Nigeria remains one of Africa’s most oil-rich countries, with the Organization of Petroleum Exporting Countries estimating its total oil reserves at more than 37 billion barrels. Nigeria is the second-largest oil producer in Africa as of 2022, and the largest gas consumer and producer in West Africa. In recent months, it has endured tumultuous production totals to return to form. The country’s daily oil production fell from 1.2 million barrels in February 2022 to less than one million in August of that year, before rebounding to 1.2 million barrels again in January this year.

This resilience has been sorely tested by recent events, both global and domestic. The Russian invasion of Ukraine has created chaos in global energy supplies, with Russia’s daily oil exports of 2.8 million barrels being disrupted by foreign sanctions and the withdrawal of investment.

Domestically, Nigeria faced elections in February that could determine the future of the country’s oil sector in this uncertain context. With former President Muhammadu Buhari’s administration presiding over years of inefficiencies and thefts in the oil and gas sector, newly-elected All Progressives Congress (APC) candidate Bola Tinubu has a rare opportunity to expand Nigerian oil and gas production into the vacuum left behind by Russia.

Buhari’s relationship with energy

Buhari, the leader of the APC, was elected in May 2015. His government has struggled to capitalise on Nigeria’s potential energy resources, both renewables and oil and gas. In 2021, he claimed that Nigeria had missed out on around $50bn worth of potential foreign investment due, in part, to delays in passing its Petroleum Industry Bill, which sets out new administrative and organisational structures for the country’s oil and gas sector.

Transport in Nigeria’s most populous city, Lagos, relies heavily on petrol products. (Photo by Joshua Oluwagbemiga/Unsplash)

According to research published in Global Energy Law and Sustainability, this resulted in international oil companies keen on “offshore development and corrupt governments looking to exploit it”. It said that due to this, many companies tried to take advantage of the abundance of resources by pushing for favourable terms when looking to invest in Nigerian oil. Companies made promises and proposals which could benefit both themselves and Nigeria as a whole, but the reliance on foreign direct investment weakened the role of the state.

These challenges have been compounded by the fact that the Nigerian National Petroleum Company (NNPC) has faced huge amounts of oil theft during Buhari’s term. In September 2022, GlobalData reported that due to oil theft, Nigeria lost 470,000 barrels per day of crude oil, amounting to monthly losses of around $700m. A Shell company spokesperson said that the industrial-scale oil theft in Nigeria poses an “existential threat” to Africa’s largest oil exporter, and Buhari added that the theft issue has “enormously” impacted the state’s finances. As a result, Angola moved above Nigeria to become Africa’s largest oil exporter in July 2022.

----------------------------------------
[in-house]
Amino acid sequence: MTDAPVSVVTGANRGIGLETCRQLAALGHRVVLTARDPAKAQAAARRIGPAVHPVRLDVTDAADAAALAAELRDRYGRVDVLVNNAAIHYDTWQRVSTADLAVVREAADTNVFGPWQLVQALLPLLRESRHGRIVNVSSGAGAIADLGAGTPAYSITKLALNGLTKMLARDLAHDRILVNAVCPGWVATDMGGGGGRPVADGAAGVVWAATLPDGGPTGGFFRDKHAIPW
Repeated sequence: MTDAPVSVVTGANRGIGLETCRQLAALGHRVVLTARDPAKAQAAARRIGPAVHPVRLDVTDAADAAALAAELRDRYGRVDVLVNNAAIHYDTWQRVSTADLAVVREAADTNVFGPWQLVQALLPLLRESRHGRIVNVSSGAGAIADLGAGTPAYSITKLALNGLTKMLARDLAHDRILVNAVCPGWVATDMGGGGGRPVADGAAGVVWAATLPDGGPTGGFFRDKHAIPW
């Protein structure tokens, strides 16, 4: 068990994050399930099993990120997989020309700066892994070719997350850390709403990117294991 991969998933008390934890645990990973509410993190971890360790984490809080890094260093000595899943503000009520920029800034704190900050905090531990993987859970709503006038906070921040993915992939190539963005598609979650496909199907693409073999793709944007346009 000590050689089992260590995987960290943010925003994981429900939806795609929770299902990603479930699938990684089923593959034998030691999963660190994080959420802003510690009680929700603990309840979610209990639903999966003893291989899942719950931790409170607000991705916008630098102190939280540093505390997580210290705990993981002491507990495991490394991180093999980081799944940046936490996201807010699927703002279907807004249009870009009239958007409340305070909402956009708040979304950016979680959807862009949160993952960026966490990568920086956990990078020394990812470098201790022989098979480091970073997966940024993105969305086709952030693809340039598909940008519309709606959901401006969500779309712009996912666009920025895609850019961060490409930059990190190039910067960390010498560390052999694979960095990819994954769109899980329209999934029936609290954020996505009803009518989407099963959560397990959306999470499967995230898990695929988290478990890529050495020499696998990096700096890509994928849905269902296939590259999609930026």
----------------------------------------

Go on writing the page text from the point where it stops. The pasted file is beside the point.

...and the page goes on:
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Bala Wunti, manager of National Petroleum Investment Management Services, said: “When you multiply seven million barrels by $100, that is $700m lost per month, and about 150,000 barrels expected are differed; we are not producing due to security challenges.”

It was reported that the criminals tricked workers into working in unrecorded refineries. Wunti confirmed that a routine investigation found that the employees were given fake employment letters, while Azubuike Ahubelem, a leader of the Petroleum and Natural Gas Senior Staff Association of Nigeria, blamed the government for continuous theft. He said: “It is [happening] because there is no political will, and it goes to show us that there is no government that caters for the welfare of the people.”

Electoral uncertainty

Nigeria’s oil and gas struggles culminated in the transition of the NNPC from a state-owned body to a privately-owned organisation in July 2022, to improve its access to international markets.

This is not the only source of tumult and uncertainty in recent months. In the February elections, incumbent Buhari did not run for the presidency, opening the door for Tinubu, former vice president Atiku Abubakar and third party candidate Peter Obi to stand for the presidency.